The Institute on Disabilities, Temple University, is pleased to announce that it has been awarded a $345,348 project grant, including $57,560 in general operating support, from The Pew Center for Arts & Heritage. The support will be used to present the world premiere of Rhythm Bath, a suite of immersive, durational dance performance-installations by choreographer Susan Marshall and set designer Mimi Lien. Produced by the Institute on Disabilities, the project builds on Marshall's 30+ years of renowned dance work and is informed by her experience as a parent to her art-loving adult neurodiverse son and member of a community of neurodiverse individuals, families, and advocates. Rhythm Bath will premiere at the 2023 Philadelphia Fringe Festival at Christ Church Neighborhood House.
"The Institute is thrilled to partner with acclaimed artists Susan Marshall and Mimi Lien to present this important work," notes Lisa Sonneborn, Director, Media Arts and Culture, Institute on Disabilities. "We are deeply grateful to The Pew Center for Arts & Heritage for the opportunity to bring accessible, boundary-pushing performance to audiences in Philadelphia and beyond."
Rhythm Bath blends performance, adventure, and reflection, inviting art-loving audiences with and without disabilities to gather and enjoy art, in an environment where there's no "right" way to be a "good" audience. The project will explore questions of audience invitation and exclusion, with the aim of creating a level playing field where a certain way of being in—or controlling—one's body is not preconceived.
"This work is an extension of the Institute's social justice mission and Susan Marshall's advocacy as an artist and a parent," said Sally Gould-Taylor, PhD, Executive Director, Institute on Disabilities.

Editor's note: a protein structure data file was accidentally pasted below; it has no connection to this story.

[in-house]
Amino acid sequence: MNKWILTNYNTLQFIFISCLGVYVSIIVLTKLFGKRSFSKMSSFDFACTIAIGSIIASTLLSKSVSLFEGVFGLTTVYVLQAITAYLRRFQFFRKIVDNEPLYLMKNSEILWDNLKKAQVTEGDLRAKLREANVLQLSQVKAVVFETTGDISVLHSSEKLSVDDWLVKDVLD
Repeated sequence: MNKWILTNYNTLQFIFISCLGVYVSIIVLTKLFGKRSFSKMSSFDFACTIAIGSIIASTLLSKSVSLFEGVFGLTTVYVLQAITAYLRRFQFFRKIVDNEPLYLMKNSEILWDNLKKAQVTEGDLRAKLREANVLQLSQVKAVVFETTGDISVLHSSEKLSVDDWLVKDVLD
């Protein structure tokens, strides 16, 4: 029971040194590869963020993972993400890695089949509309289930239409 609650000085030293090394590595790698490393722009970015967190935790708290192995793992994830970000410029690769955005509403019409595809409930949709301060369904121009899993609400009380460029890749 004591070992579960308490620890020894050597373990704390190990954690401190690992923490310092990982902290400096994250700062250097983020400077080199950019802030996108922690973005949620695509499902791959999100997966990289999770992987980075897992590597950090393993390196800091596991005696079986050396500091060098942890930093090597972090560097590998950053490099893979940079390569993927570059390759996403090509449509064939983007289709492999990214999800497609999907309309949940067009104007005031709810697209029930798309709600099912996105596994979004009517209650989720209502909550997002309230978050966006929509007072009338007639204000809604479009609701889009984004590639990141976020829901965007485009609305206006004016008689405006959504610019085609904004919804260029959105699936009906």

James Earl Davis, PhD, interim dean of the College of Education and Human Development at Temple University, where the Institute on Disabilities is located, is excited about the upcoming program. "Through this unique vehicle of contemporary performance, Rhythm Bath reflects the shared interest of the Institute and the College in agency and interdependency."
Professional dancers will perform within and through three set installations and amongst the audience who may move through the spaces. Current ideas include an environment constructed top to bottom in white fabric, with a soft billowing ceiling; a dark space in which the audience may interact with and animate sculptural elements; and rolling chairs to sit in and move, to increase audiences' comfort without dictating a specific viewing area or perspective. A large dance ensemble will move through shifting rhythms and patterns; solos and duets also appear and reappear in different areas. The dancing need not be watched sequentially; the performance-installations will repeat over several hours, during which audiences may come and go.
"With Rhythm Bath, I'm inviting audiences to gather and enjoy performance in an environment where there's no 'right' way to be and you can come as you are to share an experience of art with others," notes Susan Marshall. "Our creative team is hoping to create a level playing field in which a certain way of being in—or controlling—one's body is not privileged."
Rhythm Bath is being developed in conversation and collaboration with those who identify as neurodiverse. The artists and producers use the term "neurodiverse" to primarily describe people with disabilities that affect motor control and vocalization, including autism, apraxia, Parkinson's disease, Tourette's syndrome and a range of developmental disabilities. With these individuals in mind, Rhythm Bath examines long-established and outdated norms of audience engagement within contemporary performance, and aims to imagine new, more inclusive ways to experience art. It is designed to be welcoming and accessible to—not just adapted for—the neurodiverse and neurotypical communities. Presenting Partners for Rhythm Bath are Christ Church Neighborhood House and FringeArts.
Major support for Rhythm Bath has been provided by The Pew Center for Arts & Heritage, with additional support from the National Endowment for the Arts, the John D. and Catherine T. MacArthur Foundation, and PEAK Performances at Montclair State University.